Option 5. Private routers with private networks


    The most advanced option for implementing a network infrastructure in which each (!) Tenant receives a private router, with the ability to create additional routers for each tenant through the Quantum API. Tenant can create their own networks, with the ability to connect to a router. Now the most important thing: this scheme allows every tenant to use any networkbecause external access is provided through either SNAT or Floating IPs. In other words, there may be several VMs in the cloud with the same (!) Internal IP addresses. This can be useful, for example, when moving from one cloud to another - packaged machines, merged the image, configured the required infrastructure on another cloud, assigned the IP addresses that you had earlier, deployed the images and everything flew without additional changes. Anyone who often had to move servers from one subnet to another will certainly appreciate this feature. On the other hand, how often do you need to drag your infrastructure between different clouds?

    In fact, there are no other network topologies in the OpenStack-based cloud. If you set out to build your own cloud, first determine its goals. What will it be? If the public cloud - then options 4 and 5 are suitable for you to choose from. If you need a cloud for testing different software environments during the development of CMMI certified software at the maturity level starting from the 3rd, I would suggest thinking over options number 2 or 3, so as not to bother with the complexities of construction and implementation. By the way, the 2nd and 3rd options may well be suitable for a private corporate cloud with not too strong requirements from the Information Security Service of the company. In a word, "think for yourself, decide for yourself whether to have or not to have."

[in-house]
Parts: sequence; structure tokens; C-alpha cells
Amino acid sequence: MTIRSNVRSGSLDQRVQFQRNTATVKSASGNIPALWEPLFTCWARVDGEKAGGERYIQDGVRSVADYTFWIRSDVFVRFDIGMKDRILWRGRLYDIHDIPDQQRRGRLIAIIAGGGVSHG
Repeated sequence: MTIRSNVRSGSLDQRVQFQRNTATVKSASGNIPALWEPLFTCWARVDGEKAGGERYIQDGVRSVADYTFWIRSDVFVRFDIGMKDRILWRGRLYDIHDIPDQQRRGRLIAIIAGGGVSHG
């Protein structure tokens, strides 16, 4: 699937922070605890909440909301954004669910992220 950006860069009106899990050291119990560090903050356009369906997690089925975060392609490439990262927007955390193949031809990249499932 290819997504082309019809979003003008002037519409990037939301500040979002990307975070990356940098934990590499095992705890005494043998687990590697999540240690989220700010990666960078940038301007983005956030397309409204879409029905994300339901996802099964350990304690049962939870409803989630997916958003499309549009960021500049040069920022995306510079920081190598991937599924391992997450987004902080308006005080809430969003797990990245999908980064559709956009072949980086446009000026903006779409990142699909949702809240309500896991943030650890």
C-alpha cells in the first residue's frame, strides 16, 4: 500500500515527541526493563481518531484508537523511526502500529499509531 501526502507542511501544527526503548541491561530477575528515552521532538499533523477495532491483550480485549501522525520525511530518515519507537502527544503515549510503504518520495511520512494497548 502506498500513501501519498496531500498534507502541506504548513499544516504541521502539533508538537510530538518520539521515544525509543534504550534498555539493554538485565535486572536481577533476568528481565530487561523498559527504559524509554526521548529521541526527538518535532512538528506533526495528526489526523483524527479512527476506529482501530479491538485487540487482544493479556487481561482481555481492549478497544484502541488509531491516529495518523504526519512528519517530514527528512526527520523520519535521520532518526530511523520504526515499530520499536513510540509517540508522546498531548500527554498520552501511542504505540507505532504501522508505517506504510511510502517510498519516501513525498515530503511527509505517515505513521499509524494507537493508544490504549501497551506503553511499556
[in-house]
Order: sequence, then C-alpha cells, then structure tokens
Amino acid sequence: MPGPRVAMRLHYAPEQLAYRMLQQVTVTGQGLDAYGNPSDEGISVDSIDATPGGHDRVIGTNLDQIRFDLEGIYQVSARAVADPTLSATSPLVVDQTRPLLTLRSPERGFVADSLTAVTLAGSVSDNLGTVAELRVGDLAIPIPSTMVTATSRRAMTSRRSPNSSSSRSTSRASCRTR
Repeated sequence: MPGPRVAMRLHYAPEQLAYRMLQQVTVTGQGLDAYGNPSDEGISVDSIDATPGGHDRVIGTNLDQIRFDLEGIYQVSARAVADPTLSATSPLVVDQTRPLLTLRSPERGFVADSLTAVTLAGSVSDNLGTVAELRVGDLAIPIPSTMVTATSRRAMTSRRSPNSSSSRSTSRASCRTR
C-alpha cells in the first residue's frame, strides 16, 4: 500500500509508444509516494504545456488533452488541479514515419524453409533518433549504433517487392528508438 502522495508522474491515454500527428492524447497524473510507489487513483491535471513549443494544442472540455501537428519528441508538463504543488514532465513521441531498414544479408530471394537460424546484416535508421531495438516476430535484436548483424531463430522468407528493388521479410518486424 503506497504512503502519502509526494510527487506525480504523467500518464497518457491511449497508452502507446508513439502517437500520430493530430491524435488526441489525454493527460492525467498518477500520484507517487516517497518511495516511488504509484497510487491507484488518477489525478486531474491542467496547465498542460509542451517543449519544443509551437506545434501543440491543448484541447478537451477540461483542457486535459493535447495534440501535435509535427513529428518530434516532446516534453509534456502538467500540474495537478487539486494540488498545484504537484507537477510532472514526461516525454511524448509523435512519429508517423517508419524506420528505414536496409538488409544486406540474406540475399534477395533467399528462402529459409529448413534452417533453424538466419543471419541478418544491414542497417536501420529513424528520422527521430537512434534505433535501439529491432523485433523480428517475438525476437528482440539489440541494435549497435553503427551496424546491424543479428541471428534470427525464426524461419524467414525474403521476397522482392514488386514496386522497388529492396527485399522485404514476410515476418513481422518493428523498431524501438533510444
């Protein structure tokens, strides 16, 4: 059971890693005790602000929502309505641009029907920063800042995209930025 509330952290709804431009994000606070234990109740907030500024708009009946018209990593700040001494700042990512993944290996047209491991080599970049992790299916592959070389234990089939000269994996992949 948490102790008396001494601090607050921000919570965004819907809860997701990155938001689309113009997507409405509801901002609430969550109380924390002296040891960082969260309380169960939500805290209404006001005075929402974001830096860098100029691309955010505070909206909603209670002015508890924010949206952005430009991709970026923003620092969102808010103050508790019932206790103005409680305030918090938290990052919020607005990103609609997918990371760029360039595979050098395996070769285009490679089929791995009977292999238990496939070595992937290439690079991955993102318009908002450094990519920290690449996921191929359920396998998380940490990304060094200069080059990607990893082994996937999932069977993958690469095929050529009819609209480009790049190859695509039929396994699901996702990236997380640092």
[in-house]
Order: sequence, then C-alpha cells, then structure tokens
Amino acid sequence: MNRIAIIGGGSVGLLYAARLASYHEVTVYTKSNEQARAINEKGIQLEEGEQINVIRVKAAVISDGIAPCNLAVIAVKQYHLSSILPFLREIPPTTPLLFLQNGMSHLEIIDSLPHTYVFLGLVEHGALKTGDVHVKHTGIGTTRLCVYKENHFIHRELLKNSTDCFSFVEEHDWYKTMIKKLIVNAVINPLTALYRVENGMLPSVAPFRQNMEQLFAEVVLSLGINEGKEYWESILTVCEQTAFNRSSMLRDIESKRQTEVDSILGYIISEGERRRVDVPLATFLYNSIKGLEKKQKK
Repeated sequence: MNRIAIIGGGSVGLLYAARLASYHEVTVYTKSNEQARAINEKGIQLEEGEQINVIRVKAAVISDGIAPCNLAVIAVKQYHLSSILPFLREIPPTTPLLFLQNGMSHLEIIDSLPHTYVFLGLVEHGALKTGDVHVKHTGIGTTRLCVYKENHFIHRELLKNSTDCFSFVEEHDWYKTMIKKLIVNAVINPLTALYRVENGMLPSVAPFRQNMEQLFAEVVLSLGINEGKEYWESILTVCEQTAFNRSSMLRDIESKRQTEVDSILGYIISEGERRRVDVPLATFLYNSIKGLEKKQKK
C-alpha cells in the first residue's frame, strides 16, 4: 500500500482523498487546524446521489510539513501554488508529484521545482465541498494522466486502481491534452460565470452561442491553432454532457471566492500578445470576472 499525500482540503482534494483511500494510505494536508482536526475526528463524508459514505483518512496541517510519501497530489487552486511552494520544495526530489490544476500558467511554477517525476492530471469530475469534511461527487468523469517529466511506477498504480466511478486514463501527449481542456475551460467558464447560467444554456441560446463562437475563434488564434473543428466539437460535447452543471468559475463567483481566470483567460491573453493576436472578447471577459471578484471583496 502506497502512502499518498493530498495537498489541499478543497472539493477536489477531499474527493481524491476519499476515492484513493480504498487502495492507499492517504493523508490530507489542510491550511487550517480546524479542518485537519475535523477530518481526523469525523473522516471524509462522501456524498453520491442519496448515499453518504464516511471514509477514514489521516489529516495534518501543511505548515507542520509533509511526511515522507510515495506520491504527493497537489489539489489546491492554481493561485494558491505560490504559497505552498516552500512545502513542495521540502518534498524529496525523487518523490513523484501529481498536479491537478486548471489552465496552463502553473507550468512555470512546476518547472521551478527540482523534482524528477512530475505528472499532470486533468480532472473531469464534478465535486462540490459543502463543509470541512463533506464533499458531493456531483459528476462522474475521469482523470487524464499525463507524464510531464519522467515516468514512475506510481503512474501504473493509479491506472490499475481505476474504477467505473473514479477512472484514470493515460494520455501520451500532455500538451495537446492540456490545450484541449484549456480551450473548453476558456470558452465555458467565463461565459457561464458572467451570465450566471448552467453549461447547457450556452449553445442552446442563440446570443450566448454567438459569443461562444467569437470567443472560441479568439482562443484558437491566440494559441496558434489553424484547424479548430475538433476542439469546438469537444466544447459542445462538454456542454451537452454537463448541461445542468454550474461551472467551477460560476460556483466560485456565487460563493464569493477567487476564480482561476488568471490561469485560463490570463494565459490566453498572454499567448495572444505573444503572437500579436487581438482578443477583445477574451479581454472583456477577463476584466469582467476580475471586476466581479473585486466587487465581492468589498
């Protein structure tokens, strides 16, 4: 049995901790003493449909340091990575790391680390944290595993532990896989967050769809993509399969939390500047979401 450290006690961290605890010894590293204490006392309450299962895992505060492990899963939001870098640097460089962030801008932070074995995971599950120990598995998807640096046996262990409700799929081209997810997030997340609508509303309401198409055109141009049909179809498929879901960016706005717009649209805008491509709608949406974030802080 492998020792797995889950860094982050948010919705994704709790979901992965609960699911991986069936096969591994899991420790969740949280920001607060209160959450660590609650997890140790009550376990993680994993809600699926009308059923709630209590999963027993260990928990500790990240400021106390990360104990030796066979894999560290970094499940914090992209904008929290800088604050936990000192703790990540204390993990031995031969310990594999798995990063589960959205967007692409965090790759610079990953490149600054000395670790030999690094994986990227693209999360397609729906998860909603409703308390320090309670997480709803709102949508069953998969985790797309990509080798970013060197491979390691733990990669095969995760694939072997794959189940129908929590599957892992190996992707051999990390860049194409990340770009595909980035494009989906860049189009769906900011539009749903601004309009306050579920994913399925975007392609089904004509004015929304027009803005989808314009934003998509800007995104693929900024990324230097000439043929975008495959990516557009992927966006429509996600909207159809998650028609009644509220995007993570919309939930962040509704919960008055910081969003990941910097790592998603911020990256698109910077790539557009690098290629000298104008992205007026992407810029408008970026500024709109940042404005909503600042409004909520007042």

And finally, I would like to ask you a question. We are very interested in your opinion. Please tell me how much, from your point of view, is the functionality required in option No. 5 fundamentally demanded? It is clear that the implementation of option No. 5 is more complicated than option No. 4, and more expensive in terms of resources. But on the other hand, maybe it is so interesting that these costs will pay off handsomely? A big request, leave your comments in the comments on this issue.

    Dmitry Mitrofanov
    Vyacheslav Samarin